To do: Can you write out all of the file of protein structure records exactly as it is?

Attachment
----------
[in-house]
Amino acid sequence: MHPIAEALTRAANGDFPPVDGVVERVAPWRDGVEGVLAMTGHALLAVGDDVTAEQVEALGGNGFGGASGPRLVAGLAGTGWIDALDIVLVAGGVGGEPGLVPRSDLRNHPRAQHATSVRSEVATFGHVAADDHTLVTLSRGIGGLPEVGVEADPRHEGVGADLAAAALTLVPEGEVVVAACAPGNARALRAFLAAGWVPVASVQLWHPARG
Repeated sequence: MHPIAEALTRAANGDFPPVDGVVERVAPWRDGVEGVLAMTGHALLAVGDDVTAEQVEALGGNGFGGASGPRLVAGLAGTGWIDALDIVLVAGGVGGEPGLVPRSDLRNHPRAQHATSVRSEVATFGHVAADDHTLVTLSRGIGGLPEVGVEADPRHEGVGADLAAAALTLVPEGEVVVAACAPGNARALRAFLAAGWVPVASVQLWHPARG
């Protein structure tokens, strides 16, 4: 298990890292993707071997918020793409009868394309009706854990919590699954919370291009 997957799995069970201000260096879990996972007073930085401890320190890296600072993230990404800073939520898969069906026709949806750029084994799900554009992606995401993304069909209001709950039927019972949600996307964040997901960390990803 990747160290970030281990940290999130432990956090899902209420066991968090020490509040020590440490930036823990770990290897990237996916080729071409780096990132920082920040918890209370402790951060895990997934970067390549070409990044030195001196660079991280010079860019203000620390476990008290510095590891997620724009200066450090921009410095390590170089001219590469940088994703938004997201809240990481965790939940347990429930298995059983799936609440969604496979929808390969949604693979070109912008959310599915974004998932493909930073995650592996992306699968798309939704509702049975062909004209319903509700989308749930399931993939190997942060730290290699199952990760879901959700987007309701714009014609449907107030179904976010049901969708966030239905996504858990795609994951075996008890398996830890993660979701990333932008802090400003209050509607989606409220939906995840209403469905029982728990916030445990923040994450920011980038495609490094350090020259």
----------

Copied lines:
[in-house]
Amino acid sequence: MHPIAEALTRAANGDFPPVDGVVERVAPWRDGVEGVLAMTGHALLAVGDDVTAEQVEALGGNGFGGASGPRLVAGLAGTGWIDALDIVLVAGGVGGEPGLVPRSDLRNHPRAQHATSVRSEVATFGHVAADDHTLVTLSRGIGGLPEVGVEADPRHEGVGADLAAAALTLVPEGEVVVAACAPGNARALRAFLAAGWVPVASVQLWHPARG
Repeated sequence: MHPIAEALTRAANGDFPPVDGVVERVAPWRDGVEGVLAMTGHALLAVGDDVTAEQVEALGGNGFGGASGPRLVAGLAGTGWIDALDIVLVAGGVGGEPGLVPRSDLRNHPRAQHATSVRSEVATFGHVAADDHTLVTLSRGIGGLPEVGVEADPRHEGVGADLAAAALTLVPEGEVVVAACAPGNARALRAFLAAGWVPVASVQLWHPARG
């Protein structure tokens, strides 16, 4: 298990890292993707071997918020793409009868394309009706854990919590699954919370291009 997957799995069970201000260096879990996972007073930085401890320190890296600072993230990404800073939520898969069906026709949806750029084994799900554009992606995401993304069909209001709950039927019972949600996307964040997901960390990803 990747160290970030281990940290999130432990956090899902209420066991968090020490509040020590440490930036823990770990290897990237996916080729071409780096990132920082920040918890209370402790951060895990997934970067390549070409990044030195001196660079991280010079860019203000620390476990008290510095590891997620724009200066450090921009410095390590170089001219590469940088994703938004997201809240990481965790939940347990429930298995059983799936609440969604496979929808390969949604693979070109912008959310599915974004998932493909930073995650592996992306699968798309939704509702049975062909004209319903509700989308749930399931993939190997942060730290290699199952990760879901959700987007309701714009014609449907107030179904976010049901969708966030239905996504858990795609994951075996008890398996830890993660979701990333932008802090400003209050509607989606409220939906995840209403469905029982728990916030445990923040994450920011980038495609490094350090020259």